dateTime = dateTime.Truncate(TimeSpan.FromMinutes(1)); // Truncate to whole minute
...
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19  
+1: Preserving the Kind property. – Richard Jun 17 '09 at 12:39
    
While I'll give you this because you're technically correct, for people reading data out of SQL Server to compare to some distributed data (a Web-based request, in my case), this amount of resolution is not necessary. – Jeff Putz Jun 17 '09 at 21:33
    
Nice. Clearly someone needs to give the DateTime class some extension methods to round to nearest whatever so that this type of good coding will get reused. – chris.w.mclean Jun 17 '09 at 21:48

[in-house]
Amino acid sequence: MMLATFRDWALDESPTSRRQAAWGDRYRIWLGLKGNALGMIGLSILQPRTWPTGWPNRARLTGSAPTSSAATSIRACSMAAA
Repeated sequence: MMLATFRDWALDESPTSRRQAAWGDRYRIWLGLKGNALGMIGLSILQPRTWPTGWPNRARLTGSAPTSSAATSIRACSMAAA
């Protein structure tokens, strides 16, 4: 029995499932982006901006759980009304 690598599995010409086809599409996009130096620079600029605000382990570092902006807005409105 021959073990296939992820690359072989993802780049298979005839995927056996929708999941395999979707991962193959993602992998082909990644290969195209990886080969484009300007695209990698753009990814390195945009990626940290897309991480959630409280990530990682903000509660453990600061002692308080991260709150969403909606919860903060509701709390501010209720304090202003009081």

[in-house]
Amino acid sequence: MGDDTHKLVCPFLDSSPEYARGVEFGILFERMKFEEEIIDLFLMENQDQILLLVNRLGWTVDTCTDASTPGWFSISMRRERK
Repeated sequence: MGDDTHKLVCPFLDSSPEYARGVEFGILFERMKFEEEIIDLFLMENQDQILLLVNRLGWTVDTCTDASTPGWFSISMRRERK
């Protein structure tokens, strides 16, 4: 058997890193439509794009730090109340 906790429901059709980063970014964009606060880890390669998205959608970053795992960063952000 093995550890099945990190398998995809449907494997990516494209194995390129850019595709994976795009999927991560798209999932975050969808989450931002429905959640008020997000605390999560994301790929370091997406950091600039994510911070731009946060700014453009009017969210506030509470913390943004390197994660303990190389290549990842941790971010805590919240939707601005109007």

5  
+1 for truncating fractions of a millisecond – Seth Reno May 5 '10 at 21:04
    
This is very unlikely, but doesn't this approach break when ticks = 0? – adotout Jul 24 '13 at 13:12
var date = DateTime.Now;

date = new DateTime(date.Year, date.Month, date.Day, date.Hour, date.Minute, date.Second, date.Kind);
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23  
Clear and simple, just remember to add a ",date.Kind" to the end of the constructor to make sure that you don't lose an important piece of information. – JMcDaniel Feb 2 '11 at 15:59

Here is an extension method based on a previous answer that will let you truncate to any resolution...

Usage:

DateTime myDateSansMilliseconds = myDate.Truncate(TimeSpan.TicksPerSecond);
DateTime myDateSansSeconds = myDate.Truncate(TimeSpan.TicksPerMinute)